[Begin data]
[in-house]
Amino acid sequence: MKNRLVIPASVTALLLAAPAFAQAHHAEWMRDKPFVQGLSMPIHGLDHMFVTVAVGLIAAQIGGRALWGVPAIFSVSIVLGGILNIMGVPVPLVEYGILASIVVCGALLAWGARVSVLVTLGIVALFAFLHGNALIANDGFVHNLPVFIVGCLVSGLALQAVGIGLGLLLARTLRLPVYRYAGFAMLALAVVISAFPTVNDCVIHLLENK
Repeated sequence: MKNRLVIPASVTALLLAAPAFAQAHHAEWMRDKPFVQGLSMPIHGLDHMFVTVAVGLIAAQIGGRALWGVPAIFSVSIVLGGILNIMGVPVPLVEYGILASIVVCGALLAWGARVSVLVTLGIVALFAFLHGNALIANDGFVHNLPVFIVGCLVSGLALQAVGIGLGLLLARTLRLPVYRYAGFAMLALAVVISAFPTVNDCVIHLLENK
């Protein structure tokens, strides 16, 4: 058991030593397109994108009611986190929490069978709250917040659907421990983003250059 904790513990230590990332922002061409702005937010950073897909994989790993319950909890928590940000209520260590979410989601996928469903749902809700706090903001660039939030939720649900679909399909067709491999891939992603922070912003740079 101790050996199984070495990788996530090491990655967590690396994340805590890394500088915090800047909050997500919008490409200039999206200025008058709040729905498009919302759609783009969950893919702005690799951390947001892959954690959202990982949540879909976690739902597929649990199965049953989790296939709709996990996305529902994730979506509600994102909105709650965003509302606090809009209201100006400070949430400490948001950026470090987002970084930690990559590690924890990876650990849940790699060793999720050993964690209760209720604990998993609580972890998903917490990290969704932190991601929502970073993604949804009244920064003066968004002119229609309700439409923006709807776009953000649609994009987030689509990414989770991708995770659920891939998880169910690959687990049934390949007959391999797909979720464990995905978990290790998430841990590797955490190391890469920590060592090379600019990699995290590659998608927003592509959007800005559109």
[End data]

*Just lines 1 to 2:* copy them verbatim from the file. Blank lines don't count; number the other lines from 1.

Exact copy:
[in-house]
Amino acid sequence: MKNRLVIPASVTALLLAAPAFAQAHHAEWMRDKPFVQGLSMPIHGLDHMFVTVAVGLIAAQIGGRALWGVPAIFSVSIVLGGILNIMGVPVPLVEYGILASIVVCGALLAWGARVSVLVTLGIVALFAFLHGNALIANDGFVHNLPVFIVGCLVSGLALQAVGIGLGLLLARTLRLPVYRYAGFAMLALAVVISAFPTVNDCVIHLLENK